Distinct proceedings, bail, preliminary pleas, reduction from solemn to summary, desertion of proceedings, remits to the High Court

General information about specific categories

Certain categories of criminal proceedings are to be treated as distinct proceedings for the purposes of criminal legal aid [regulation 4 of the Criminal Legal Aid (Scotland) Regulations 1996].

In practice, distinct proceedings must be the subject of a separate legal aid application. A single grant of legal aid cannot be made in respect of two or more forms of proceedings that are defined as distinct proceedings.

Bail (application for liberation)

Matters relating to bail are not distinct proceedings.  An application for review of bail, or an appeal in respect of bail will be covered by whatever type of criminal legal aid applies to the proceedings.

Therefore, you do not need to make a separate legal aid application for a bail appeal.

That type of legal aid may be:

  • Automatic criminal legal aid
  • Solemn criminal legal aid
  • Summary criminal legal aid
  • Legal aid for an appeal against conviction, sentence, other disposal or acquittal

Automatic legal aid made available in connection with an appearance from custody under summary procedure [section 22(1)(c)(i) of The Legal Aid (Scotland) Act 1986] also includes any steps taken by you in applying for liberation following that first diet and representation in connection with that application [Section 22(2)].

Preliminary pleas

A plea to the relevancy or competency, or a plea in bar of trial may be dealt with under whatever form of criminal legal aid is available for the proceedings.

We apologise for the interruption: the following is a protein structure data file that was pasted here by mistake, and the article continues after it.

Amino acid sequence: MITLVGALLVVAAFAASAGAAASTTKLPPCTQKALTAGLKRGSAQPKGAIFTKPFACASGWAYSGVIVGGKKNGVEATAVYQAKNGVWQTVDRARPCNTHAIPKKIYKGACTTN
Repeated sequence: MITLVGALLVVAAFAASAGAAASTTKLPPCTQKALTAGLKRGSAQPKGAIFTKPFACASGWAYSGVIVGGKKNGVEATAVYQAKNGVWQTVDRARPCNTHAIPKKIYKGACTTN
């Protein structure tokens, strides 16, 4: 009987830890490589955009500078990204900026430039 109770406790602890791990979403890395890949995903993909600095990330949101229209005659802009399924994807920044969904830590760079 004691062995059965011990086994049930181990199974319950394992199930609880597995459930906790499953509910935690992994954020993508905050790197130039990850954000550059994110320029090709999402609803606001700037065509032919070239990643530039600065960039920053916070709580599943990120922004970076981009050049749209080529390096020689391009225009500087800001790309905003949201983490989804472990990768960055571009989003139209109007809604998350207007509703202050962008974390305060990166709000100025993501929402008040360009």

Any related appeal will also be covered, unless it can be classified as an “appeal against conviction, sentence, other disposal or acquittal”. You must send us a separate legal aid application for this.

Summary criminal legal aid is not available in proceedings before a not guilty plea is tendered. ABWOR is available for a plea to the competency or relevancy of a complaint or proceedings, or a plea in bar of trial including any related appeal [section 174(1) of the Criminal Procedure (Scotland) Act 1995 Act].

Reduction from solemn to summary

We may have granted legal aid to your client accused in solemn proceedings and this is later reduced to summary proceedings. In this case, the legal aid will cover any proceedings up to and including the first hearing of the complaint and until the conclusion of the case if a plea of guilty is tendered.

Where a plea of not guilty is tendered, the solemn legal aid will cover the hearing but not beyond this. You will have to apply to us for summary criminal legal aid to cover further work.

After a reduction to summary, the existing grant of solemn legal aid will continue to apply where a plea to the competency or relevancy of the complaint or a plea in bar of trial is made on behalf of your client. This will cover all work relating to such a plea, including court appearances and any appeal of a decision made by the sheriff.

Desertion of proceedings in a summary case

In a summary case, you are not entitled to a further core fixed payment.

You should not make a fresh application for summary criminal legal aid where the procurator fiscal deserts a summary complaint and raises a fresh complaint in identical terms or with the addition of a further charge arising from the same incident.

Any further “add-on” fixed payments, for attendance at trial or deferred sentences that may apply, can be paid under the existing grant of legal aid.

Remit to the High Court

A remit to the High Court for sentence is included in the proceedings at first instance  and you do not have to make a separate application for legal aid.

There is no need to apply to us for authority to employ junior counsel to represent your client in the High Court but you must obtain our authority if you propose to instruct:

  • Senior counsel
  • Senior with junior counsel
  • More than one junior counsel

If we authorise the employment of counsel, or where you may employ counsel without authority, you can employ a solicitor advocate in place of counsel in the High Court.

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